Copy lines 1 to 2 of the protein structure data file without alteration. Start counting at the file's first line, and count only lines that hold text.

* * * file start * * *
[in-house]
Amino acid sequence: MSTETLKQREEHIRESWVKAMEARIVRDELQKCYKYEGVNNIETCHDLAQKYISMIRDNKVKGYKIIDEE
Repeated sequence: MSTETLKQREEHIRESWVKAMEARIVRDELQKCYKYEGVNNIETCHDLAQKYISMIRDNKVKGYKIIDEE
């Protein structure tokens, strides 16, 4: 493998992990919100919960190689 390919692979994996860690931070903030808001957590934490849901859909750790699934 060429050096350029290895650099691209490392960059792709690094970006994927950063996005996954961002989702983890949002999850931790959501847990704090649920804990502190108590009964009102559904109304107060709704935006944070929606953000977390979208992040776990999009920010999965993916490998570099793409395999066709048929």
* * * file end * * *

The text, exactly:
[in-house]
Amino acid sequence: MSTETLKQREEHIRESWVKAMEARIVRDELQKCYKYEGVNNIETCHDLAQKYISMIRDNKVKGYKIIDEE